Oracle is a perfect example of a business that continues to evolve and adapt with changing technological and business trends. The Eloqua deal caps what is a possibly game-changing string of acquisitions in 2012. CEO Larry Ellison has apparently recanted his previous dismissal of cloud computing and has added an impressive list of cloud companies to Oracle's arsenal. The shift in the company's focus comes as its hardware segment continues to lag in performance, when compared to the rest of the company. Perhaps this fact is not a complete negative. Oracle maintains that this drop in hardware revenue is a result of its efforts to trim low-margin commodity products and to focus on areas that realize more profitability. Will this prove true? It shall remain to be seen in 2013.
With this solid movement forward into the future of marketing automation, coupled with the success of the rest of its cloud-based acquisitions, Oracle is poised to compete with rest of its industry from a position of strength.
Morgan Stanley (MS) has maintained its "Overweight" rating for Oracle, citing that underlying fundamentals continue to improve. The company has also seen an increase in total revenue in each of the last three years. Revenues for the company were $26.8 billion in 2010 and $35.6 billion in 2011, an increase of 33%.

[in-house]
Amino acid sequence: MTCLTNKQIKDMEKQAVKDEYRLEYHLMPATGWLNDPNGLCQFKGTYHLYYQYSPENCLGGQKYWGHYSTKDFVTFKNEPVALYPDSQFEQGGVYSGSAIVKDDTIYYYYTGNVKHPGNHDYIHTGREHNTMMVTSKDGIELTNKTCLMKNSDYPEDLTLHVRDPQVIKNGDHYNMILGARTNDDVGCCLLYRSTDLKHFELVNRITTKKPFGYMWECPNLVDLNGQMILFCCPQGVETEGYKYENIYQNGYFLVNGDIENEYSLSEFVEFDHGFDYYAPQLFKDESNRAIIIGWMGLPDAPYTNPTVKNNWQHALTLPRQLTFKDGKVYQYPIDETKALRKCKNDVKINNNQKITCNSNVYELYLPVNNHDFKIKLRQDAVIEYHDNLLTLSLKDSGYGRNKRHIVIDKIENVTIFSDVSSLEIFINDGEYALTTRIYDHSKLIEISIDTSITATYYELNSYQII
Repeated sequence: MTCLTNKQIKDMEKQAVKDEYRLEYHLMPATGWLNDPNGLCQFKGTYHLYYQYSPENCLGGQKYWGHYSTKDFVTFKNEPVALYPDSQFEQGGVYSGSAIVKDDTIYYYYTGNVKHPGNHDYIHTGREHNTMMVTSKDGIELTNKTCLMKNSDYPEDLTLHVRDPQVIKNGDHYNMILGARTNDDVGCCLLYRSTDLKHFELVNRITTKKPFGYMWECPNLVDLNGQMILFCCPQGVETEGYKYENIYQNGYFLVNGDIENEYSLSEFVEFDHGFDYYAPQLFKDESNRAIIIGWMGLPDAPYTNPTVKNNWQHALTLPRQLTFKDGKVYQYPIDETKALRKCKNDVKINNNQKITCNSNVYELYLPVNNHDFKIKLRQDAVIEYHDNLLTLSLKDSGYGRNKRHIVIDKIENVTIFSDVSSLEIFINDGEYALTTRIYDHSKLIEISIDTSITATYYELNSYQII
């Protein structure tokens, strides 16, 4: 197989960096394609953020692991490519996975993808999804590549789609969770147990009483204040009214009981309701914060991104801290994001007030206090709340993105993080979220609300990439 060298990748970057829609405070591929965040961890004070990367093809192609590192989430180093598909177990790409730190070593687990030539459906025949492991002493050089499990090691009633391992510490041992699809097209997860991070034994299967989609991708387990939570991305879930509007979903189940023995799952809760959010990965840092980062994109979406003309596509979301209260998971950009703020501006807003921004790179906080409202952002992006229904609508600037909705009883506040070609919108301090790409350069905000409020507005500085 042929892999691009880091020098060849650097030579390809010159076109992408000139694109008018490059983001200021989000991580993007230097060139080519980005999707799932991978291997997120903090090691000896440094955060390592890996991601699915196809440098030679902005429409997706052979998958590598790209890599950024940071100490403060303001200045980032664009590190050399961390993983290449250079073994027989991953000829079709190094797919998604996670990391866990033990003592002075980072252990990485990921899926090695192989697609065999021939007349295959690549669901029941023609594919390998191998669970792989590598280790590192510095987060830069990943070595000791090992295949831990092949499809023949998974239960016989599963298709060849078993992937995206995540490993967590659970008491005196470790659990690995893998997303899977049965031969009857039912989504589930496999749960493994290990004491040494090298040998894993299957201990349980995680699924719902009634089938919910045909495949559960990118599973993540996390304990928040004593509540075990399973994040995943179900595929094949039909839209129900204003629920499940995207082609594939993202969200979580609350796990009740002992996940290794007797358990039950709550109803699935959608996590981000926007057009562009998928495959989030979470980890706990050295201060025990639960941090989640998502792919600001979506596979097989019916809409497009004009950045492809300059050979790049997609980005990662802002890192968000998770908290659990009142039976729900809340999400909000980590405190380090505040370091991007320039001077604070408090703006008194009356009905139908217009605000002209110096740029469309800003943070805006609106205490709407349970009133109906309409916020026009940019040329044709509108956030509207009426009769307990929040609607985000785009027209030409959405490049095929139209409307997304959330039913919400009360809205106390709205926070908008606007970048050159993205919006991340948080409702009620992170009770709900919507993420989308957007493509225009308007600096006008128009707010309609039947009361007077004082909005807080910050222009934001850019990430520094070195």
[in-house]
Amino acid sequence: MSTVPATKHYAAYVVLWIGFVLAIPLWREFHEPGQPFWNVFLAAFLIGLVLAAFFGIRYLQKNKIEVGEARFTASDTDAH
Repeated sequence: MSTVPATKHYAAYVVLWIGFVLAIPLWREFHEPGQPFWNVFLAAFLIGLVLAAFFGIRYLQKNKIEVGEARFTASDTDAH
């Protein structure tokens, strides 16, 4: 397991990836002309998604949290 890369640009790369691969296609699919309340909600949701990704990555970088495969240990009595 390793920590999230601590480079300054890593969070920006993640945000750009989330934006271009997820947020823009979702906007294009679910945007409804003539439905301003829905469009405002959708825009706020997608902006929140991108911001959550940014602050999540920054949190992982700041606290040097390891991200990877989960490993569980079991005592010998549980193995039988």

The Eloqua acquisition will likely strengthen Oracle's projected EPS and revenue growth for 2013 - and increasingly in 2014, as both companies' synergies are cultivated. Thomson Reuters puts Oracle's 2013 EPS and revenue growth at 8% and 3% respectively, and 2014 growth even higher at 9% and 7%. Moreover, Eloqua is nearing $100 million in annual revenue. This rate is expected to grow at double digits in the next few years. Thus, simply by using its cash reserves to purchase Eloqua, Oracle acquires an asset that will immediately begin to generate considerable annual returns.
Most importantly, the combination of Oracle and Eloqua is expected to create an extensive Customer Experience Cloud offering that will lead to a transformation in the way companies interact with their customers at every touch point. The deal grants Oracle Eloqua's marketing automation expertise, specifically in areas of lead management, reporting, and analysis of marketing programs. Oracle will now control a top provider of software solutions that allow businesses to accelerate revenue growth and improve revenue predictability. As such, look for Eloqua to become the crown jewel of Oracle's marketing cloud.
According to Gartner, by 2016, 20% of all the unseen organizational processes currently supported by IT departments - such as excel spreadsheets, routing of emails using rules and phone call routing will be supported by cloud computing business processes. I believe this figure will continue to compound itself. Companies that recognize this fact and adapt their business accordingly will not only thrive, but will arise as market leaders. Oracle's behavior in 2012 suggests a solid business, commanded by a CEO who recognizes and responds to the shifts in current industry trends. The company invests necessary capital in acquisitions that will position itself well for the future.
I'm predicting substantial room for long-term, extended growth here. With the uncertainty of 2013 already upon us, Oracle is a smart near-term trade as well as an exciting long-term investment.